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RESEARCHES ON THE VIBRATION OF PENDULUMS IN FLUID MEDIA•.

From the Transaction* of tht Royal Soctety <.* Edinburgh-
[Read Doc. 16. 18^.]

RESEARCHES ON THE VIBRATION OF PENDULUMS IN FLUID MEDIA.

Probably no department of Analytical Mechanics presents greater difficulties than that which treats of the motion of fluids; and hitherto the success of mathematicians therein has been comparatively limited. In the theory of waves, as presented by MM. Poisson and Cauchy, and in that of sound, their success appears to have been more complete than elsewhere; and if to these investigations wo join the researches of Laplace concerning the tides, we shall have the principal important applications hitherto made of the general equations upon which the determination of this kind of motion depends. The same equations will serve to resolve completely a particular case of the motion of fluids, which is capable of a useful practical application; and as I am not aware that it has yet been noticed, I shall endeavour, in the following paper, to consider it as briefly as possible.

In the Case just alluded to, it is required to determine the circumstances of the motion of an indefinitely extended nonelastic fluid, when agitated by a solid ellipsoidal body, moving parallel to itself, according to any given law, always supposing the body's excursions very small, compared with its dimensions. Prom what will he shown in the sequel the general solution of this problem may very easily be obtained. But as the principal object of our paper is to determine the alteration produced in Ihe motion of a pendulum by the action of the surSGunding medium, we have insisted more particularly on the case where the ellipsoid moves in a right line parallel to one of its axes, and have thence proved, that, in order to obtain the correct time of a pendulum's vibration, il will not be sufficient merely to allow for the loss of weight caused by the fluid medium, but that it will likewise be requisite to conceive the density of the body augmented by a quantity proportional to the density of this fluid. The value of the quantity last named when the body of the pendulum is an oblate spheroid vibrating in its equatorial plane, has been completely determined, and, when the spheroid becomes a sphere, is precisely equal to hall the density of the surrounding fluid. Hence in this last case we shall have the true time of the pendulum's vibration, if we suppose it to move in vaato, and then simply conceive its m«»s augmented by half that of an equal volume of the fluid, whilst the moving force with which it is actuated is diminished by the whole weight of the same volume of fluid.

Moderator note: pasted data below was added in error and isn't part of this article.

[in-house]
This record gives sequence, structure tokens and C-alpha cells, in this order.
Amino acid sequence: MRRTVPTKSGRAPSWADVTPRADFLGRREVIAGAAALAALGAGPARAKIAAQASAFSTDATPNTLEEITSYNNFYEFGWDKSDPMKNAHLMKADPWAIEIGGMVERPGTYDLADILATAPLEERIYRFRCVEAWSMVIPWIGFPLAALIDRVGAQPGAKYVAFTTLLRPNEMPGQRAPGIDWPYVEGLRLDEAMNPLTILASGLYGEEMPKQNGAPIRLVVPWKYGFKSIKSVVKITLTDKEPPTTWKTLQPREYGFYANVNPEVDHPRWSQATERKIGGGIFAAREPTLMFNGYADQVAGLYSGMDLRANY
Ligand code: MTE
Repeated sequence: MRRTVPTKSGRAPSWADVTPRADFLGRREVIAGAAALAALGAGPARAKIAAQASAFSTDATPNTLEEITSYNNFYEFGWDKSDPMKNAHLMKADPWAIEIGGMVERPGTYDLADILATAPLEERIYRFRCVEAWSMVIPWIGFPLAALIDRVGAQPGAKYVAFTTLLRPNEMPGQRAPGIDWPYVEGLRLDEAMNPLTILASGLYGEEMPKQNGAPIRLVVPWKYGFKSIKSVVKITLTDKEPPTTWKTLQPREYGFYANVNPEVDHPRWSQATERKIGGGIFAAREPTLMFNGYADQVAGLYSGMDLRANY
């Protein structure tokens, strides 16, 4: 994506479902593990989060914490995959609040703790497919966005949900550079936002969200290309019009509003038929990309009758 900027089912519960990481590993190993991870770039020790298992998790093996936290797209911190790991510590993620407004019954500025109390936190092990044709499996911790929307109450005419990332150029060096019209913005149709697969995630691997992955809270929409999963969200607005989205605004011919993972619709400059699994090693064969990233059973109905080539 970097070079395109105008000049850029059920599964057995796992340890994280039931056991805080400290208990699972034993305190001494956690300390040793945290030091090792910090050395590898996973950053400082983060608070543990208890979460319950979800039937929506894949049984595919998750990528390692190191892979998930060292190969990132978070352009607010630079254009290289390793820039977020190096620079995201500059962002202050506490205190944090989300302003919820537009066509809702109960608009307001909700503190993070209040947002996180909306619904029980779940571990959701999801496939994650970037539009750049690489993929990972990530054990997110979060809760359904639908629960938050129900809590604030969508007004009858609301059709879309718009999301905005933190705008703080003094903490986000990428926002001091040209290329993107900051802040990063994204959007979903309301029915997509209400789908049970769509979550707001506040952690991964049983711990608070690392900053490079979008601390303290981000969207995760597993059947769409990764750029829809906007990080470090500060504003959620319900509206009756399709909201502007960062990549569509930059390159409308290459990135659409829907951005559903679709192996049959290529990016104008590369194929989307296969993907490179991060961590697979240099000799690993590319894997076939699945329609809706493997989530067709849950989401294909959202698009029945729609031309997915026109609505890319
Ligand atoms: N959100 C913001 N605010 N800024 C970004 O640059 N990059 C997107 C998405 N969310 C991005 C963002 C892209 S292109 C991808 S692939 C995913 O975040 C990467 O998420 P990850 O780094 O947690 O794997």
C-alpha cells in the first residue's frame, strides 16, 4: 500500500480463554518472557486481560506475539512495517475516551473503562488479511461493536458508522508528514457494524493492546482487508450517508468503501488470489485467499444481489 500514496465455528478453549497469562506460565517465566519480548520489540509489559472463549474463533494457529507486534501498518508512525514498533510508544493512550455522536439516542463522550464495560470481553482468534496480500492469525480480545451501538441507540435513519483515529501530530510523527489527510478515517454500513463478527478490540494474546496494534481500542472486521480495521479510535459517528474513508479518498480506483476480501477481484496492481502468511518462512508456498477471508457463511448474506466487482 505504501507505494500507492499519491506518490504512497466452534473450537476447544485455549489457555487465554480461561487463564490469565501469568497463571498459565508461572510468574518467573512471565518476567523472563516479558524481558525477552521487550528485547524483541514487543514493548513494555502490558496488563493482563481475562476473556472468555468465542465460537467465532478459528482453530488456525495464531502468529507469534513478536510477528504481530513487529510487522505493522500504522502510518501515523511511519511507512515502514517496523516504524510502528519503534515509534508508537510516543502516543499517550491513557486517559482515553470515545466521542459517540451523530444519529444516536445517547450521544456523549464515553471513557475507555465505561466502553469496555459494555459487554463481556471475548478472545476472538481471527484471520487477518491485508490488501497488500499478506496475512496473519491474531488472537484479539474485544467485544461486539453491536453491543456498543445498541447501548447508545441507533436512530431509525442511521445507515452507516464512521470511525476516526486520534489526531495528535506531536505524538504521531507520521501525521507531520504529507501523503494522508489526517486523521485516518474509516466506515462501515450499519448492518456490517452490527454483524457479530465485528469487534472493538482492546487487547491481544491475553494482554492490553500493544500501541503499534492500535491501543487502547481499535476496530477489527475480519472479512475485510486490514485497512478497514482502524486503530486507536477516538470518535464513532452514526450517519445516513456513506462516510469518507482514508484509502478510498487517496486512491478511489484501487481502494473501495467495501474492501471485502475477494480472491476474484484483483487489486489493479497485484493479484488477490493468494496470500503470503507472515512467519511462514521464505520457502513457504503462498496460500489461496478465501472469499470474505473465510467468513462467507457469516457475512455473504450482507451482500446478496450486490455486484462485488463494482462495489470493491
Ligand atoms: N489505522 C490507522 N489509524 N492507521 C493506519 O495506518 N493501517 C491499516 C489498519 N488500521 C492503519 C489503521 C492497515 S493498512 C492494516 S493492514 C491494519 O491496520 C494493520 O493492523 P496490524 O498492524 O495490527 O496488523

We will now proceed to consider a particular case of the motion of a non-elastic fluid over a fixed obstacle of ellipsoidal figure, and thence endeavour to find the correction necessary to reduce the observed length of a pendulum vibrating through exceedingly small arcs in any indefinitely extended medium to its true length in vacuo, when the body of the pendulum is a solid ellipsoid. For this purpose we may remark, that the equations, of the motion of a homogeneous non-clastic fluid are

^-^{©XfHS)•} ">•

-3*$*3 (•).

Vide M4c. Cel. lav, in Ch. 8, No. 33, where <J> is such a function of the co-ordinates a;, y, z of any particle of the fluid mass, and of the time t that the velocities of this particle in the directions of and tending to increase the co-ordinates %, y, and z

shall always be represented by -^, ~-, and ~ respectively.

Moreover, p represents the fluid's density, p its pressure, and Va function dependent upon the various forces which act upon he fluid mass.

[graphic]

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